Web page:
Improving Customer Satisfaction - IoT and Predictive Maintenance
With systems in place to track customer satisfaction, the question is - what can you do to improve the scores you receive?
At the core, achieving good customer satisfaction rates means delivering a prompt, error-free, and exceptional service every time. Today, this increasingly means investing in technologies such as IoT (Internet of Things), machine learning, AI (artificial intelligence), and data analytics. What all these things have in common is that they have the ability to predict customers' demands, and thereby enable field service organisations to meet these demands within a very short timeframe.
With the right use of chips, sensors, and internet-connected devices, it becomes possible for companies to identify the need for services proactively - i.e. predict equipment failure before it occurs, and intervene to minimise or even eliminate business disruption. Adopting such technologies enables field service organisations to deliver customer experiences that lead to higher customer satisfaction, retention rates, and business growth.
Best-in-class service providers know that customers are most concerned about remaining operational. As such, in order to keep customer satisfaction scores high, they focus their attention on measuring the parameters - such as a device's uptime, the availability of parts, remote diagnosis of problems, and the amount of time spent on a site - that will ensure minimal disruption to the customer's operations. By tracking these parameters, service providers are able to address any problems immediately - even pre-emptively - thus preventing delays and downtime for customers, which in turn improves customer satisfaction and retention.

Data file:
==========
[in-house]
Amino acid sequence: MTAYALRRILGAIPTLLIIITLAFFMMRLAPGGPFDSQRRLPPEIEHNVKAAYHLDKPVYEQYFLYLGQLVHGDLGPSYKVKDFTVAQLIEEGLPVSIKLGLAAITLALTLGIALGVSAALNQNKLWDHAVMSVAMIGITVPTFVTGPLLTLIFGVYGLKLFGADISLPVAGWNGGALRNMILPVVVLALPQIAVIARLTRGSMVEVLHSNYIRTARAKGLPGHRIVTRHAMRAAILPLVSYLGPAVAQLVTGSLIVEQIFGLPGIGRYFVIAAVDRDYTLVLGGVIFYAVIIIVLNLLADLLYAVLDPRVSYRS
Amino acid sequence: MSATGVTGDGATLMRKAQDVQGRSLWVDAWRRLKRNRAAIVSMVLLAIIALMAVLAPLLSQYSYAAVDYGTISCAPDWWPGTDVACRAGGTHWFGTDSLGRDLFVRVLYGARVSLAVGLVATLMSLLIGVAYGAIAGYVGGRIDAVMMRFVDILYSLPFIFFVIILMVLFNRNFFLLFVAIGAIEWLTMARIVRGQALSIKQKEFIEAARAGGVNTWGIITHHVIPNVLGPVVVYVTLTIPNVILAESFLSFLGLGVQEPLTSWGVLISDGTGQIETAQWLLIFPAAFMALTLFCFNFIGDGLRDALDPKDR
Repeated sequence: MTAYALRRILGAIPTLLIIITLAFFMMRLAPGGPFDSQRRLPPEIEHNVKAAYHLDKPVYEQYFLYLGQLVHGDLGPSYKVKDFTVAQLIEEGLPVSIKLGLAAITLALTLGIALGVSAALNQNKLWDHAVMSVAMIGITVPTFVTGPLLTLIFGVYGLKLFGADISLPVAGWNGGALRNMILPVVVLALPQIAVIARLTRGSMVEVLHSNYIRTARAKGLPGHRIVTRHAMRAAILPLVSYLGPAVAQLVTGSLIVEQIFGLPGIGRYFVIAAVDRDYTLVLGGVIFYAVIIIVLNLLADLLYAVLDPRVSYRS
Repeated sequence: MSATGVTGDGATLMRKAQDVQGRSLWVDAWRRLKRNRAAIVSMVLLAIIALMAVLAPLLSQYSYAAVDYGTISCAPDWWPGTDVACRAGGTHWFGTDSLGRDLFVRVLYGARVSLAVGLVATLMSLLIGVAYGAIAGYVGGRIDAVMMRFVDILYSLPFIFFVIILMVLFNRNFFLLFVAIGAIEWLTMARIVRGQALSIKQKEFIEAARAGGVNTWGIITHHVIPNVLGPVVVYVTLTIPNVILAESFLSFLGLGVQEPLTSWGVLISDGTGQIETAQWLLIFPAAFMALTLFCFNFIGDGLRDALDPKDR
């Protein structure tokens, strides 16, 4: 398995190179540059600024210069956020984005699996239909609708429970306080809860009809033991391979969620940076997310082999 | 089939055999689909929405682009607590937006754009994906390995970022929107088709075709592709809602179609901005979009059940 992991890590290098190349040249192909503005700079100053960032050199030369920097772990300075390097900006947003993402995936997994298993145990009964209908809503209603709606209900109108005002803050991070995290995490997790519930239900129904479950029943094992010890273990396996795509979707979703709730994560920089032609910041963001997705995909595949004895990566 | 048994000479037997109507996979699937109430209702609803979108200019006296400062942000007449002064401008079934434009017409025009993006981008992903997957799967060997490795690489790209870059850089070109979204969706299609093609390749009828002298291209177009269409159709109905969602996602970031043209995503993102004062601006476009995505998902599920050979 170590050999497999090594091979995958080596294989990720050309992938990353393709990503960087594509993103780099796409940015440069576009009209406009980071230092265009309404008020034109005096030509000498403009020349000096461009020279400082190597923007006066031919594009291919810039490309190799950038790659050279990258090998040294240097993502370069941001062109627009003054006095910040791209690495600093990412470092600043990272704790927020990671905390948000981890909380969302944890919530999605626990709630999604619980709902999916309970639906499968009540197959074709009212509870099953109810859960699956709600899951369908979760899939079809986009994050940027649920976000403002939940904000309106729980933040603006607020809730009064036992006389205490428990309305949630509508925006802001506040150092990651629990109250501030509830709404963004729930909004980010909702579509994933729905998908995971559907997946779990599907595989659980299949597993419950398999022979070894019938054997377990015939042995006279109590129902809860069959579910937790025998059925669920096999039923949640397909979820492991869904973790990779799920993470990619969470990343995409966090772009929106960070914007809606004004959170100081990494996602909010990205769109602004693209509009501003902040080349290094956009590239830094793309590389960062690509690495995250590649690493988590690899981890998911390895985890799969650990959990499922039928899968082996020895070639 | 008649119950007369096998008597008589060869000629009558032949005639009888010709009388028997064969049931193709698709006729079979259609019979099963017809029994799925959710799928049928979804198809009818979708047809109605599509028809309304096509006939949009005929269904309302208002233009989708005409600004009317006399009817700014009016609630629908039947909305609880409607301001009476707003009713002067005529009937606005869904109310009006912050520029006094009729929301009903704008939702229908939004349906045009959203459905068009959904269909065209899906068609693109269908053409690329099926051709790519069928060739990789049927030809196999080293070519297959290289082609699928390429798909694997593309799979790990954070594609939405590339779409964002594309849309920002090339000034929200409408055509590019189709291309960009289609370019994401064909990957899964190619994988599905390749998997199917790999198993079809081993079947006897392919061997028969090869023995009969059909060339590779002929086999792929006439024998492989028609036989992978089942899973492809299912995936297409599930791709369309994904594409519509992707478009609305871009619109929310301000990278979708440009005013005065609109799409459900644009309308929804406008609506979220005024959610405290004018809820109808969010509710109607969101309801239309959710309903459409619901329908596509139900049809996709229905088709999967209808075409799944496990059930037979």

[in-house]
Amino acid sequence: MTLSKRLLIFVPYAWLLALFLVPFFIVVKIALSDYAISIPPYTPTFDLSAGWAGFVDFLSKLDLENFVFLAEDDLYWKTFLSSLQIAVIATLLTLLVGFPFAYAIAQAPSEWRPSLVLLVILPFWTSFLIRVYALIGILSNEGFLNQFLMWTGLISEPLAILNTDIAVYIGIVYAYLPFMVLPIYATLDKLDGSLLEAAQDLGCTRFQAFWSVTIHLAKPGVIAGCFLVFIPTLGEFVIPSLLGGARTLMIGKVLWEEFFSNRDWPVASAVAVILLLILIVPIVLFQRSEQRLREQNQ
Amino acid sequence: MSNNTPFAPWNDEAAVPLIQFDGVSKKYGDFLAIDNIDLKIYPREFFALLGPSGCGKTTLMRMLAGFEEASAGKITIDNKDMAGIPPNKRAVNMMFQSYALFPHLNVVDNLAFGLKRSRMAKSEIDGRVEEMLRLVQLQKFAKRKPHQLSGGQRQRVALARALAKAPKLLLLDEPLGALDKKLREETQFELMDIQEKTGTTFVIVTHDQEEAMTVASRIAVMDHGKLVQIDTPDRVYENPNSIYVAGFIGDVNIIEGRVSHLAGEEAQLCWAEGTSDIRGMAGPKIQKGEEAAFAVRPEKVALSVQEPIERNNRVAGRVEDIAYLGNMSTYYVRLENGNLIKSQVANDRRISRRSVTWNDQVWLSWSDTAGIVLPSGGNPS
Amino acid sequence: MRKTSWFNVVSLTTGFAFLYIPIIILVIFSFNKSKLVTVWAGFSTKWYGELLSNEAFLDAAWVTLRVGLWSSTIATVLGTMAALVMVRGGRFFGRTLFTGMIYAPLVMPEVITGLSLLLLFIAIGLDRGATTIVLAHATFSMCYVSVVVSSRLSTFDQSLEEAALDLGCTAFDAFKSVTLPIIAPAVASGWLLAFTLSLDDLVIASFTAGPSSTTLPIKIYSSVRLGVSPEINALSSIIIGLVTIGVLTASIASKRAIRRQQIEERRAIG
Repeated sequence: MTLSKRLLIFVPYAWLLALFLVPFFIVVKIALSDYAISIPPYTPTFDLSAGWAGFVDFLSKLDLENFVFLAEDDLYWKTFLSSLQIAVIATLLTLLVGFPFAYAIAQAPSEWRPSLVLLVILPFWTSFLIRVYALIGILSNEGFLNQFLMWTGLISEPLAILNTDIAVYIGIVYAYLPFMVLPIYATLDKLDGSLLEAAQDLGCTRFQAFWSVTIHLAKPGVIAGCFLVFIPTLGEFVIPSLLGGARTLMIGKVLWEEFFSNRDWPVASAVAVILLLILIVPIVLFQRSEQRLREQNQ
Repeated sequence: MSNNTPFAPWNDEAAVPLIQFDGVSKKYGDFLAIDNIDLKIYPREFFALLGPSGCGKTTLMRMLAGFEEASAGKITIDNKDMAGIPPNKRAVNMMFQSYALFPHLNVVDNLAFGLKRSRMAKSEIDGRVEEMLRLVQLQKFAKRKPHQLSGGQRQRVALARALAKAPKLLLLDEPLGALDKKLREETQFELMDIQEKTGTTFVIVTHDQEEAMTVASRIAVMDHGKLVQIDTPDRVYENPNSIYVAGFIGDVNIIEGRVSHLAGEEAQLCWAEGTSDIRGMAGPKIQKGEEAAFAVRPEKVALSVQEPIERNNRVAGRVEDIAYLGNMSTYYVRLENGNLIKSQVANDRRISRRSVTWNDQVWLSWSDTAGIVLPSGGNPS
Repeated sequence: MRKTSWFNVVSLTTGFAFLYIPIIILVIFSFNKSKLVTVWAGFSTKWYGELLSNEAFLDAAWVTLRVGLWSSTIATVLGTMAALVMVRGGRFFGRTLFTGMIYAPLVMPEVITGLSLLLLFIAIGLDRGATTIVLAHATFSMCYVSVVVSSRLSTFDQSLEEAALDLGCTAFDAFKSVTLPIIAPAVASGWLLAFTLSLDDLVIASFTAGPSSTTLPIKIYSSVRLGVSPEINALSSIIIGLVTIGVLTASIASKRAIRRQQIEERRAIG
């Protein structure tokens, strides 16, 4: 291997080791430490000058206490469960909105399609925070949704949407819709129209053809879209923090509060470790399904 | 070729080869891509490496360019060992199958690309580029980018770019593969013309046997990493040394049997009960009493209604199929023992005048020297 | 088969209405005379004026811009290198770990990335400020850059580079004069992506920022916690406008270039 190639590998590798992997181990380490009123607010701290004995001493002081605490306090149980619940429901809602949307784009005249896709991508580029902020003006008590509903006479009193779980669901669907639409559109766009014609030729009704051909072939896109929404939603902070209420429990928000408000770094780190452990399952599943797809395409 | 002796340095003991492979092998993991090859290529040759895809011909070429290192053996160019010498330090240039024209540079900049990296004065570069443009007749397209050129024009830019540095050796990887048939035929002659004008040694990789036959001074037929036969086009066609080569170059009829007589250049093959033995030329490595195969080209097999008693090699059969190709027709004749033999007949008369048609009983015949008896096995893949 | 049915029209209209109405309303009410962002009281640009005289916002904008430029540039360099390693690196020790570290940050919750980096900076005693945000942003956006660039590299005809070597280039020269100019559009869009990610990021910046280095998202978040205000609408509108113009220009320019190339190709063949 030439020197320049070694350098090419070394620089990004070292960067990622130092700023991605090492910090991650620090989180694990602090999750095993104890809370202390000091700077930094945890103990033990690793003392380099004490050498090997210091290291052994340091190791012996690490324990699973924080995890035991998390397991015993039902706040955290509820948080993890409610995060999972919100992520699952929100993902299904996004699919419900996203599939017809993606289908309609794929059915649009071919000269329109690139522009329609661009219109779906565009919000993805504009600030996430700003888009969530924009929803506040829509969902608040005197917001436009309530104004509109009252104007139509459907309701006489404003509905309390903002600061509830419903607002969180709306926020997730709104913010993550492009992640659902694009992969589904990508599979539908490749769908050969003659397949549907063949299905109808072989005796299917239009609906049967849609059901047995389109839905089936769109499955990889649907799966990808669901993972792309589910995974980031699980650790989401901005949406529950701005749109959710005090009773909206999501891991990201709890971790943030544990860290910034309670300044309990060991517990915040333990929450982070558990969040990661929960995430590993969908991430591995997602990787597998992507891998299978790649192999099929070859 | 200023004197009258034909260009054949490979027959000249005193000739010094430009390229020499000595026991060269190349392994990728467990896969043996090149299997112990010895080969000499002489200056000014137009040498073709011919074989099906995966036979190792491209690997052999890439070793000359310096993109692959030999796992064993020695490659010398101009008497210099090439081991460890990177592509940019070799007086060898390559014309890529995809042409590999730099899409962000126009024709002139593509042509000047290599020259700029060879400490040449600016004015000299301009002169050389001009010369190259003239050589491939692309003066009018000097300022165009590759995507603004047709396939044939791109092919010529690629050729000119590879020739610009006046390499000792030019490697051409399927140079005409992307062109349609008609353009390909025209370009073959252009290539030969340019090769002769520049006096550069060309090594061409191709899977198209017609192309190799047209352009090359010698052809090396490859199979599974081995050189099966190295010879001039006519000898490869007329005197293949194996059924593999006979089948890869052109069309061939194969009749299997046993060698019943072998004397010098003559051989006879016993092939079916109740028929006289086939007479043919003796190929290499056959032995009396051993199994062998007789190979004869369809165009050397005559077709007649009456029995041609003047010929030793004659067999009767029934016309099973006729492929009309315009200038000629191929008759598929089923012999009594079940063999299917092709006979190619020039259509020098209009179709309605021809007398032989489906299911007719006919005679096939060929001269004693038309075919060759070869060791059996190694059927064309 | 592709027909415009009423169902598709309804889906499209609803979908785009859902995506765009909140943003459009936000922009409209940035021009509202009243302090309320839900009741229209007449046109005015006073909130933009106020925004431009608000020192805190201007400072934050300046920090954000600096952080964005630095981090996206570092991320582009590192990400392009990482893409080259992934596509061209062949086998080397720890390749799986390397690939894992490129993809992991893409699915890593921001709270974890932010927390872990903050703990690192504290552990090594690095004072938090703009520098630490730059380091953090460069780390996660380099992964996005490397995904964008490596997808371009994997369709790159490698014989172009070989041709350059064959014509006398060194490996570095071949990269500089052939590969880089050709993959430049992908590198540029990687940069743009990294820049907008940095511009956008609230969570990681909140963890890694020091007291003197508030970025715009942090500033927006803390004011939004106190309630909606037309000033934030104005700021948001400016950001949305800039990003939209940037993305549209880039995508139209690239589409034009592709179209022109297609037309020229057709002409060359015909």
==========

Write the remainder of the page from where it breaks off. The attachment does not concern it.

Another way the predictive maintenance model helps improve customer satisfaction is by helping customers save money. In the first instance, preventing costly, time-consuming equipment failures from occurring will keep the customer operational, and thereby prevent revenue loss. In addition, the data you collect from monitoring your installed equipment over time will serve to foresee what minor repairs are needed, which, if left unfixed, could translate into thousands upon thousands of Euros in replacement costs. In short, using predictive maintenance tools will help you prolong the life of your customers' equipment, minimise the amount of time spent servicing it, and reduce or eliminate the costs of replacing it.
Today, technology is driving customer satisfaction. The predictive maintenance model relies on IoT technologies, machine learning, and data analytics - all of which require investment. However, what you will be investing in is customer satisfaction. Reducing customer costs, increasing uptime, decreasing superfluous field service calls, and increasing first-time fix rates all translate into greater customer satisfaction and retention, and subsequent business growth.
Improving customer satisfaction with predictive maintenance is set to be a hot topic at Field Service Europe 2018, taking place this November at the NH Collection Amsterdam Grand Hotel Krasnapolsky, Amsterdam, Netherlands.
Download the Agenda today for more insights and information.